The natural gas technology company Energtek Inc. has introduced a three-wheel vehicle with a two-stroke engine that has been converted to run on natural gas. Over the next year, Energtek will convert thousands of similar small vehicles with two-stroke engines for identical conversions as part of the company's commercial project in the Philippines.
The converted vehicle is a Yamaha RS100T motorcycle with a locally produced sidecar. The vehicle is now operating on natural gas utilizing Energtek's absorbed natural gas technology. Two-stroke engines powered by gasoline are cheap, but they release significantly more hazardous emissions than four-stroke engines. Many governments, such as the Philippines, are attempting to limit or ban two-stroke engines powered by gasoline. The conversion to natural gas may solve the problem.
Truchard will be presented the award at the 2014 Golden Mousetrap Awards ceremony during the co-located events Pacific Design & Manufacturing, MD&M West, WestPack, PLASTEC West, Electronics West, ATX West, and AeroCon.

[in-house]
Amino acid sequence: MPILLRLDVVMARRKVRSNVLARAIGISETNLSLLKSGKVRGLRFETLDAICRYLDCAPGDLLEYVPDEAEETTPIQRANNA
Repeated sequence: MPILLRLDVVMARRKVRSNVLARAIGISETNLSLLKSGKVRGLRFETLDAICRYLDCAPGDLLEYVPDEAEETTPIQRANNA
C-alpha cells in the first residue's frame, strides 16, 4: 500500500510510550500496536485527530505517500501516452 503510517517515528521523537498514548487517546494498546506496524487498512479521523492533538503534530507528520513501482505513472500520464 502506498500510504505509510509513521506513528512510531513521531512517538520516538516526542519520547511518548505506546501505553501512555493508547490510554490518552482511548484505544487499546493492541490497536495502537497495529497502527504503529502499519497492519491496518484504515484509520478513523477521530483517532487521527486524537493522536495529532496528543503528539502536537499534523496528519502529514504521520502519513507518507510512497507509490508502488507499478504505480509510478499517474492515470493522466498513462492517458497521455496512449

In a bid to boost the viability of lithium-based electric car batteries, a team at Lawrence Berkeley National Laboratory has developed a chemistry that could possibly double an EV’s driving range while cutting its battery cost in half.
For industrial control applications, or even a simple assembly line, that machine can go almost 24/7 without a break. But what happens when the task is a little more complex? That’s where the “smart” machine would come in. The smart machine is one that has some simple (or complex in some cases) processing capability to be able to adapt to changing conditions. Such machines are suited for a host of applications, including automotive, aerospace, defense, medical, computers and electronics, telecommunications, consumer goods, and so on. This discussion will examine what’s possible with smart machines, and what tradeoffs need to be made to implement such a solution.